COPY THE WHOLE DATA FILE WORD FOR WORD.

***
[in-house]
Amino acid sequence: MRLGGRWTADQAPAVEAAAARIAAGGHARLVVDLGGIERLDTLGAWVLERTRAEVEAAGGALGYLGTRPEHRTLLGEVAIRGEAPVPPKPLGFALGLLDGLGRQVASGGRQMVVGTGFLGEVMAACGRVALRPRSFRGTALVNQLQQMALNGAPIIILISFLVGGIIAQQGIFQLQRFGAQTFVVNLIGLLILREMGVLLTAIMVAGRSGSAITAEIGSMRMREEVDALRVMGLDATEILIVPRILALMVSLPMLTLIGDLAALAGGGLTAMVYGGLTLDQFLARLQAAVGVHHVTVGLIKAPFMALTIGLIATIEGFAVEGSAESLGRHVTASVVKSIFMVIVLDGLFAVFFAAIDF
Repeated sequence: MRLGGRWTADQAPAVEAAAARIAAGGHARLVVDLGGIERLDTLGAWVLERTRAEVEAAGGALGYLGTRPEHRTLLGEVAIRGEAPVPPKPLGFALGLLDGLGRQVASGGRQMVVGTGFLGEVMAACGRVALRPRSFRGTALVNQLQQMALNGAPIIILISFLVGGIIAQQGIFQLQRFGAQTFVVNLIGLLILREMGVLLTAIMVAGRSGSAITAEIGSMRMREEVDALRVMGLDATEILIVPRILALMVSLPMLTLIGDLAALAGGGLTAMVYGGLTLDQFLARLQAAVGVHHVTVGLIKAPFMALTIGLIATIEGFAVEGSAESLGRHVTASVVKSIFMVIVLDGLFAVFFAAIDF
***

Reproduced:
[in-house]
Amino acid sequence: MRLGGRWTADQAPAVEAAAARIAAGGHARLVVDLGGIERLDTLGAWVLERTRAEVEAAGGALGYLGTRPEHRTLLGEVAIRGEAPVPPKPLGFALGLLDGLGRQVASGGRQMVVGTGFLGEVMAACGRVALRPRSFRGTALVNQLQQMALNGAPIIILISFLVGGIIAQQGIFQLQRFGAQTFVVNLIGLLILREMGVLLTAIMVAGRSGSAITAEIGSMRMREEVDALRVMGLDATEILIVPRILALMVSLPMLTLIGDLAALAGGGLTAMVYGGLTLDQFLARLQAAVGVHHVTVGLIKAPFMALTIGLIATIEGFAVEGSAESLGRHVTASVVKSIFMVIVLDGLFAVFFAAIDF
Repeated sequence: MRLGGRWTADQAPAVEAAAARIAAGGHARLVVDLGGIERLDTLGAWVLERTRAEVEAAGGALGYLGTRPEHRTLLGEVAIRGEAPVPPKPLGFALGLLDGLGRQVASGGRQMVVGTGFLGEVMAACGRVALRPRSFRGTALVNQLQQMALNGAPIIILISFLVGGIIAQQGIFQLQRFGAQTFVVNLIGLLILREMGVLLTAIMVAGRSGSAITAEIGSMRMREEVDALRVMGLDATEILIVPRILALMVSLPMLTLIGDLAALAGGGLTAMVYGGLTLDQFLARLQAAVGVHHVTVGLIKAPFMALTIGLIATIEGFAVEGSAESLGRHVTASVVKSIFMVIVLDGLFAVFFAAIDF